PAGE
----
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Pain Management Using Guided Imagery for Adolescents Post-spinal Fusion

This study has been completed.
Sponsor:
Information provided by (Responsible Party):
Sylvie Charette, St. Justine's Hospital
ClinicalTrials.gov Identifier:
NCT01663909
First received: June 27, 2012
Last updated: August 9, 2012
Last verified: August 2012

June 27, 2012
August 9, 2012
May 2010
September 2011   (final data collection date for primary outcome measure)
Level of pain intensity [ Time Frame: Level of pain intensity at two weeks after the surgery ] [ Designated as safety issue: No ]
Pain was measured before the patients left the hospital on their 7th postoperative day (T-1, time of discharge from hospital). It was measured again at two week post-discharge (T-2) and also at one month post-discharge (T-3) on their visit to the orthopedic clinic. Our primary outcome was at T-2.
Same as current
Complete list of historical versions of study NCT01663909 on ClinicalTrials.gov Archive Site
  • Level of anxiety [ Time Frame: Level of anxiety from 24-hrs before the surgery, to two weeks and to one month after the surgery ] [ Designated as safety issue: No ]
    Anxiety was measured as baseline data on the pre-operative visit (24 hrs before surgery). It was also measured at two weeks post-discharge and at one month on the day of the visit to the orthopedic clinic.
  • Level of coping [ Time Frame: Level of coping from Baseline (pre-operative), to two weeks and to one month after the surgery ] [ Designated as safety issue: No ]
    Coping strategies of adolescents regarding their pain management were also measured pre-operatively (24 hrs before surgery), at two weeks and one month post-surgery.
Same as current
Not Provided
Not Provided
 
Pain Management Using Guided Imagery for Adolescents Post-spinal Fusion
The Efficacy of Guided Imagery on Pain, Anxiety, and Coping for Adolescents Post-spinal Fusion

Surgery to correct scoliosis (spinal fusion)generates a severe pain intensity rending pain management a complex task. Several studies have found out that pharmacological interventions alone were not enough to provide optimal pain management for these patients. The investigators developed a DVD on guided imagery, customized for teenagers, to help them cope better with their pain. The investigators believe that this type of intervention combined with their usual analgesic medication will help them to control their pain and foster rehabilitation.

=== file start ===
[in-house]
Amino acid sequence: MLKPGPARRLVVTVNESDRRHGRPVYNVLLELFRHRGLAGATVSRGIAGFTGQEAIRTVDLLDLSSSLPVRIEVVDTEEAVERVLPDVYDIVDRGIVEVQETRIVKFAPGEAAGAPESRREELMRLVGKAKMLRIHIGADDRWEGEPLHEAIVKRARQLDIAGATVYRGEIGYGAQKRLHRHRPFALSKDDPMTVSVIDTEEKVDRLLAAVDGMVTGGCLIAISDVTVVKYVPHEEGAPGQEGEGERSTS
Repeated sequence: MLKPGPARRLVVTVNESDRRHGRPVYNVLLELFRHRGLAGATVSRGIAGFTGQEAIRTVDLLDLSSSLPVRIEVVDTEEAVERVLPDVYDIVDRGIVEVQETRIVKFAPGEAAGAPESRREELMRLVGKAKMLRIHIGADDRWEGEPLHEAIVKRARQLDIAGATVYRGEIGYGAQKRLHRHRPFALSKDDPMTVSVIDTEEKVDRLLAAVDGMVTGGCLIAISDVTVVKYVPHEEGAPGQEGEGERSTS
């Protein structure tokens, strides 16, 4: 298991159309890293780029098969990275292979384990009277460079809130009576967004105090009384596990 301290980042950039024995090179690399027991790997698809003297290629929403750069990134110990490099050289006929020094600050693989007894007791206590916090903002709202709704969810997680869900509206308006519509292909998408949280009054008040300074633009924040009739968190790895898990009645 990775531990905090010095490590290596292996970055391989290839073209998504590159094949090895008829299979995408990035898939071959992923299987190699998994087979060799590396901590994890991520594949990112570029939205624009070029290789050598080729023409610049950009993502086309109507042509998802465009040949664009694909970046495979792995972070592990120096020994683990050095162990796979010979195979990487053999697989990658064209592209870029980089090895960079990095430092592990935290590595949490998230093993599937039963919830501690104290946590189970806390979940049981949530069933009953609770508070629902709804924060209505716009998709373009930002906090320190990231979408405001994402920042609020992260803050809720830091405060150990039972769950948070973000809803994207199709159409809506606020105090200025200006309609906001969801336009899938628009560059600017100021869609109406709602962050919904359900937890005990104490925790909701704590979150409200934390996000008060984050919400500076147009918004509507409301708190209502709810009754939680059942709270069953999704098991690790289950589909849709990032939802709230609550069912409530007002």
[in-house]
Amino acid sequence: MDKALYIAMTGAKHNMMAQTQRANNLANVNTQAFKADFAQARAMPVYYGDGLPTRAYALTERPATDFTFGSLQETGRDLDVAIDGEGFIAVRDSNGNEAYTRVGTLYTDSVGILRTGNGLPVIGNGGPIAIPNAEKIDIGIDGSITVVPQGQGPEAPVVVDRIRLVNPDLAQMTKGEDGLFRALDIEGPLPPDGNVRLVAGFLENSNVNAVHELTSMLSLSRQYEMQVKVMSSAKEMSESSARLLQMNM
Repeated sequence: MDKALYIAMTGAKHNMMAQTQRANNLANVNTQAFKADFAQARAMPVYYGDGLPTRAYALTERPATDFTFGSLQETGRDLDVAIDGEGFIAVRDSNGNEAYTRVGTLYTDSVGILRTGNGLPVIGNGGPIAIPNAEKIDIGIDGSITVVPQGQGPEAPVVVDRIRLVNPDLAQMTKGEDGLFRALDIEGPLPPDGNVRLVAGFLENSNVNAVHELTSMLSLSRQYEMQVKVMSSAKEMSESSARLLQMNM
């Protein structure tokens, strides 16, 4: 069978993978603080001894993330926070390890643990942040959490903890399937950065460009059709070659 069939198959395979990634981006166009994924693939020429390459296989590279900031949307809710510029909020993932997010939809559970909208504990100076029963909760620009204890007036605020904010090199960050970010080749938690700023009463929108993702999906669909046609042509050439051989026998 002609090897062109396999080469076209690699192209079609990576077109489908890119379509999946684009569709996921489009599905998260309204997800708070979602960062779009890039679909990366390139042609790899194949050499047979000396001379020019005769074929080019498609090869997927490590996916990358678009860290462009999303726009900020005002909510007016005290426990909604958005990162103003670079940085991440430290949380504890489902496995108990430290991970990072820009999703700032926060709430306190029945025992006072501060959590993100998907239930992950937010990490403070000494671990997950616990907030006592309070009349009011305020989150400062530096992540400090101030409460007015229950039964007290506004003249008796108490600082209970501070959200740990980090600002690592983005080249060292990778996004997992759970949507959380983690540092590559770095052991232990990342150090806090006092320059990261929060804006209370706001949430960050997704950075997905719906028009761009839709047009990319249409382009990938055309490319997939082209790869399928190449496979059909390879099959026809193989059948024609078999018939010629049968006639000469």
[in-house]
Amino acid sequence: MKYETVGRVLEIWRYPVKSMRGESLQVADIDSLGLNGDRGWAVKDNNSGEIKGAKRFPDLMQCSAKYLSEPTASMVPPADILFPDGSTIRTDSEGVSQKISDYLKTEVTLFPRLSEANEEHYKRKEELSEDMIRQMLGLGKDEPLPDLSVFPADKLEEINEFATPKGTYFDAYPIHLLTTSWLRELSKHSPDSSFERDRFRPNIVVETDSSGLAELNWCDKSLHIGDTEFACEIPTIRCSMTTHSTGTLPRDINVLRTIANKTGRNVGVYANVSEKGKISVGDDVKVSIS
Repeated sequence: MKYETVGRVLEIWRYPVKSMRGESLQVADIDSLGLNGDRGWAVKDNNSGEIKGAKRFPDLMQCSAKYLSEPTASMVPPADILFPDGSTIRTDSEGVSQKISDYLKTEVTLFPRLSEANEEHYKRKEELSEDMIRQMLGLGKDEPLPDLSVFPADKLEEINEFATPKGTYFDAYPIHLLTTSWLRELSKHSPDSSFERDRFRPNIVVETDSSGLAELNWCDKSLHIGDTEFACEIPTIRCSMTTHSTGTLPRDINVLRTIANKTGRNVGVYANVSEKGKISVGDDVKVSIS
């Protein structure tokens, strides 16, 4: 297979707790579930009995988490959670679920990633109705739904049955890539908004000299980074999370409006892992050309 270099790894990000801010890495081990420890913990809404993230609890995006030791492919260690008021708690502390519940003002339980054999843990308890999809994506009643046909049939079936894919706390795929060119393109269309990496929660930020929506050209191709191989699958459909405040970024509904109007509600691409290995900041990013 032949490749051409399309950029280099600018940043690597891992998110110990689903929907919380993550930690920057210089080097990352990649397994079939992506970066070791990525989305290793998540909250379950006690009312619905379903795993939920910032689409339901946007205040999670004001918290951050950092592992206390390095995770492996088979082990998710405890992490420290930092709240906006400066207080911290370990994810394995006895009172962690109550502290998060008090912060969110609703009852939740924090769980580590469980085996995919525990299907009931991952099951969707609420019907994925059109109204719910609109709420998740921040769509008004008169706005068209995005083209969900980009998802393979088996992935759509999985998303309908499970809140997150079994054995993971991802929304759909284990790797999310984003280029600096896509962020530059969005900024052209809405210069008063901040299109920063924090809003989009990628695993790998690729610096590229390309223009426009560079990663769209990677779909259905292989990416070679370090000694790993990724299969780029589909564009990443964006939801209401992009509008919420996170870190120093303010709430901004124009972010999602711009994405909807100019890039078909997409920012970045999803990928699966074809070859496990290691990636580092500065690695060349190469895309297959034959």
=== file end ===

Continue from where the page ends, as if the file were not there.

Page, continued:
Not Provided
Interventional
Not Provided
Allocation: Randomized
Endpoint Classification: Efficacy Study
Intervention Model: Parallel Assignment
Masking: Single Blind (Subject)
Primary Purpose: Treatment
  • Pain
  • Scoliosis
Behavioral: Guided imagery intervention
A 30-min DVD was developed which included general information on pain management as well as a section on guided imagery using sounds and images.
  • No Intervention: Standard care
  • Experimental: Guided imagery
    Intervention: Behavioral: Guided imagery intervention
Not Provided

*   Includes publications given by the data provider as well as publications identified by ClinicalTrials.gov Identifier (NCT Number) in Medline.
 
Completed
40
December 2011
September 2011   (final data collection date for primary outcome measure)

Inclusion Criteria:

  • Aged between 11 and 20 years old
  • Have undergone a posterior/anterior arthrodesis surgery for idiopathic scoliosis
  • Able to write and understand French
  • Requires a computer or DVD player at home.

Exclusion Criteria:

  • Diagnosed with a moderate cognitive deficit or severe mental retardation
Both
11 Years to 20 Years
No
Contact information is only displayed when the study is recruiting subjects
Canada
 
NCT01663909
Scoliosis
No
Sylvie Charette, St. Justine's Hospital
St. Justine's Hospital
Not Provided
Study Director: Sylvie Le May, RN, PhD Université de Montréal
St. Justine's Hospital
August 2012

ICMJE     Data element required by the International Committee of Medical Journal Editors and the World Health Organization ICTRP